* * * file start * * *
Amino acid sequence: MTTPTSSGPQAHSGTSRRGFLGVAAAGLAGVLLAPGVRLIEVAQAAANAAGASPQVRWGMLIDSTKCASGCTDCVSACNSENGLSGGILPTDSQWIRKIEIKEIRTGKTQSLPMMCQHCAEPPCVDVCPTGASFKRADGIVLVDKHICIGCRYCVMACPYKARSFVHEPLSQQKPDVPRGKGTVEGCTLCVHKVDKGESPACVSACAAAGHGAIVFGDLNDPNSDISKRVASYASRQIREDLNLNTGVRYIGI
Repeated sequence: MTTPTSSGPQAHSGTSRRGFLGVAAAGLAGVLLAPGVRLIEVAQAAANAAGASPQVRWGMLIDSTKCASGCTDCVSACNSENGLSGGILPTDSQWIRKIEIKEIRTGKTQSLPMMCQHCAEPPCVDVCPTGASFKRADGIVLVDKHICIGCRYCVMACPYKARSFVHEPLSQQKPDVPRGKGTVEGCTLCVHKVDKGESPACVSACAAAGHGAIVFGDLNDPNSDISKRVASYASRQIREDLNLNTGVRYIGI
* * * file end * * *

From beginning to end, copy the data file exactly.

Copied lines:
Amino acid sequence: MTTPTSSGPQAHSGTSRRGFLGVAAAGLAGVLLAPGVRLIEVAQAAANAAGASPQVRWGMLIDSTKCASGCTDCVSACNSENGLSGGILPTDSQWIRKIEIKEIRTGKTQSLPMMCQHCAEPPCVDVCPTGASFKRADGIVLVDKHICIGCRYCVMACPYKARSFVHEPLSQQKPDVPRGKGTVEGCTLCVHKVDKGESPACVSACAAAGHGAIVFGDLNDPNSDISKRVASYASRQIREDLNLNTGVRYIGI
Repeated sequence: MTTPTSSGPQAHSGTSRRGFLGVAAAGLAGVLLAPGVRLIEVAQAAANAAGASPQVRWGMLIDSTKCASGCTDCVSACNSENGLSGGILPTDSQWIRKIEIKEIRTGKTQSLPMMCQHCAEPPCVDVCPTGASFKRADGIVLVDKHICIGCRYCVMACPYKARSFVHEPLSQQKPDVPRGKGTVEGCTLCVHKVDKGESPACVSACAAAGHGAIVFGDLNDPNSDISKRVASYASRQIREDLNLNTGVRYIGI